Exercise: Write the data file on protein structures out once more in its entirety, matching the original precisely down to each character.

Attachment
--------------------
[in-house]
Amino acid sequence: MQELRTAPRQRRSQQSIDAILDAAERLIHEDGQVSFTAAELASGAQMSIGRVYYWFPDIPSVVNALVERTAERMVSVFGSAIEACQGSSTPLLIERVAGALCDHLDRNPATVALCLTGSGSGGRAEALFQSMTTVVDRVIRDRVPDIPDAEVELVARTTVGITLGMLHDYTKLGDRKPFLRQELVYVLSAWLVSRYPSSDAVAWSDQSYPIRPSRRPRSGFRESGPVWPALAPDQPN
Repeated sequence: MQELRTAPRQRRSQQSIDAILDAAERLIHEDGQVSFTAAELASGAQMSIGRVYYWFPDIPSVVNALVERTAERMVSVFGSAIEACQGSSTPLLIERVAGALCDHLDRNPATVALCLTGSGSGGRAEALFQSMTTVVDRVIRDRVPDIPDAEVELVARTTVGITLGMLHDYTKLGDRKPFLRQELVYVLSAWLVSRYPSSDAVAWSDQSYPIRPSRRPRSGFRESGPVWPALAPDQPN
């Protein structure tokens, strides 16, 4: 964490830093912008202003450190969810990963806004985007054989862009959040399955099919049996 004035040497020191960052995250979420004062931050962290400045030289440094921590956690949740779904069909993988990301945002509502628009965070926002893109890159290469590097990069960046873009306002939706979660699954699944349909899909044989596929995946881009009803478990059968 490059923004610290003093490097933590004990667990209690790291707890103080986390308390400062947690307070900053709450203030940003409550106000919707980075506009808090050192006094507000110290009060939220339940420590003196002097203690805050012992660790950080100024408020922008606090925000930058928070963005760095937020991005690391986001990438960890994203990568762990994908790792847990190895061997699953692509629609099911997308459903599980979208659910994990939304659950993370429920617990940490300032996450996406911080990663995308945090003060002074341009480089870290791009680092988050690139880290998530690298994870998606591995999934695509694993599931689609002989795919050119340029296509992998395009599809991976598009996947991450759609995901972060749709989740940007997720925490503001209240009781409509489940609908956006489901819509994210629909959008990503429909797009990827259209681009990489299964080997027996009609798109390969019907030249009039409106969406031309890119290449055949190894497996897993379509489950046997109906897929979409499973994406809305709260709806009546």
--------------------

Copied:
[in-house]
Amino acid sequence: MQELRTAPRQRRSQQSIDAILDAAERLIHEDGQVSFTAAELASGAQMSIGRVYYWFPDIPSVVNALVERTAERMVSVFGSAIEACQGSSTPLLIERVAGALCDHLDRNPATVALCLTGSGSGGRAEALFQSMTTVVDRVIRDRVPDIPDAEVELVARTTVGITLGMLHDYTKLGDRKPFLRQELVYVLSAWLVSRYPSSDAVAWSDQSYPIRPSRRPRSGFRESGPVWPALAPDQPN
Repeated sequence: MQELRTAPRQRRSQQSIDAILDAAERLIHEDGQVSFTAAELASGAQMSIGRVYYWFPDIPSVVNALVERTAERMVSVFGSAIEACQGSSTPLLIERVAGALCDHLDRNPATVALCLTGSGSGGRAEALFQSMTTVVDRVIRDRVPDIPDAEVELVARTTVGITLGMLHDYTKLGDRKPFLRQELVYVLSAWLVSRYPSSDAVAWSDQSYPIRPSRRPRSGFRESGPVWPALAPDQPN
């Protein structure tokens, strides 16, 4: 964490830093912008202003450190969810990963806004985007054989862009959040399955099919049996 004035040497020191960052995250979420004062931050962290400045030289440094921590956690949740779904069909993988990301945002509502628009965070926002893109890159290469590097990069960046873009306002939706979660699954699944349909899909044989596929995946881009009803478990059968 490059923004610290003093490097933590004990667990209690790291707890103080986390308390400062947690307070900053709450203030940003409550106000919707980075506009808090050192006094507000110290009060939220339940420590003196002097203690805050012992660790950080100024408020922008606090925000930058928070963005760095937020991005690391986001990438960890994203990568762990994908790792847990190895061997699953692509629609099911997308459903599980979208659910994990939304659950993370429920617990940490300032996450996406911080990663995308945090003060002074341009480089870290791009680092988050690139880290998530690298994870998606591995999934695509694993599931689609002989795919050119340029296509992998395009599809991976598009996947991450759609995901972060749709989740940007997720925490503001209240009781409509489940609908956006489901819509994210629909959008990503429909797009990827259209681009990489299964080997027996009609798109390969019907030249009039409106969406031309890119290449055949190894497996897993379509489950046997109906897929979409499973994406809305709260709806009546």